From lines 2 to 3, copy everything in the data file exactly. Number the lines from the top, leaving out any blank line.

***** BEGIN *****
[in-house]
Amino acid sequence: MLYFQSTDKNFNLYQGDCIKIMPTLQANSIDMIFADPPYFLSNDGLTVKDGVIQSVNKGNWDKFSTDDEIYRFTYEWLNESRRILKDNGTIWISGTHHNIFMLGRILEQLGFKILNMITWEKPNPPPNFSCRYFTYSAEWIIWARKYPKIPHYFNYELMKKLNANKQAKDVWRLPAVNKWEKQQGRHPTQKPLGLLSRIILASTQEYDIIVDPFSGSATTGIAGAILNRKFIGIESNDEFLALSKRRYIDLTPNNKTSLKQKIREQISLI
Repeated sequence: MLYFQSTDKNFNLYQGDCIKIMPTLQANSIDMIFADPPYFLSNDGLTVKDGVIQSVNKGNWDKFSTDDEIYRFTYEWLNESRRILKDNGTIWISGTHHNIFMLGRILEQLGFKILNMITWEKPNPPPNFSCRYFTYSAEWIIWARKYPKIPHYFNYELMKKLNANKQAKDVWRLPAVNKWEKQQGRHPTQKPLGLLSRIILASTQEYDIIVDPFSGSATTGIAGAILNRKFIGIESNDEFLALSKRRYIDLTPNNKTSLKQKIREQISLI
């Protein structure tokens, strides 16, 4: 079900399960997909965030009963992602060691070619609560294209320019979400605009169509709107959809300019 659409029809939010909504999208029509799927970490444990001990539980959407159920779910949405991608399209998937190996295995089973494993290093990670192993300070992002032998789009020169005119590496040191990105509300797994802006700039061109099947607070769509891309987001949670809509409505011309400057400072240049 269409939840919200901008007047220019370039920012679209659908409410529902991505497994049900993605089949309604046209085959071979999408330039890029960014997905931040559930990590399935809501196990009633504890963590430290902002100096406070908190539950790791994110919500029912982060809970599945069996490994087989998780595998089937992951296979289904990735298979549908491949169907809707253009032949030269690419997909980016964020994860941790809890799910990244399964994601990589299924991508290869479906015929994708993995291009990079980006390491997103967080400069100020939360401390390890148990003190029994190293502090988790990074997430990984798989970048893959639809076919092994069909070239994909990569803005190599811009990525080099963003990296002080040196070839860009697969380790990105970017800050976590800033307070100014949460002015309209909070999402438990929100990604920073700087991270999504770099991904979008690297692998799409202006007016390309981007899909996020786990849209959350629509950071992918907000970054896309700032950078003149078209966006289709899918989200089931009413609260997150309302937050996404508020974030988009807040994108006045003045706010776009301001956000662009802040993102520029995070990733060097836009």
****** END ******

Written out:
Amino acid sequence: MLYFQSTDKNFNLYQGDCIKIMPTLQANSIDMIFADPPYFLSNDGLTVKDGVIQSVNKGNWDKFSTDDEIYRFTYEWLNESRRILKDNGTIWISGTHHNIFMLGRILEQLGFKILNMITWEKPNPPPNFSCRYFTYSAEWIIWARKYPKIPHYFNYELMKKLNANKQAKDVWRLPAVNKWEKQQGRHPTQKPLGLLSRIILASTQEYDIIVDPFSGSATTGIAGAILNRKFIGIESNDEFLALSKRRYIDLTPNNKTSLKQKIREQISLI
Repeated sequence: MLYFQSTDKNFNLYQGDCIKIMPTLQANSIDMIFADPPYFLSNDGLTVKDGVIQSVNKGNWDKFSTDDEIYRFTYEWLNESRRILKDNGTIWISGTHHNIFMLGRILEQLGFKILNMITWEKPNPPPNFSCRYFTYSAEWIIWARKYPKIPHYFNYELMKKLNANKQAKDVWRLPAVNKWEKQQGRHPTQKPLGLLSRIILASTQEYDIIVDPFSGSATTGIAGAILNRKFIGIESNDEFLALSKRRYIDLTPNNKTSLKQKIREQISLI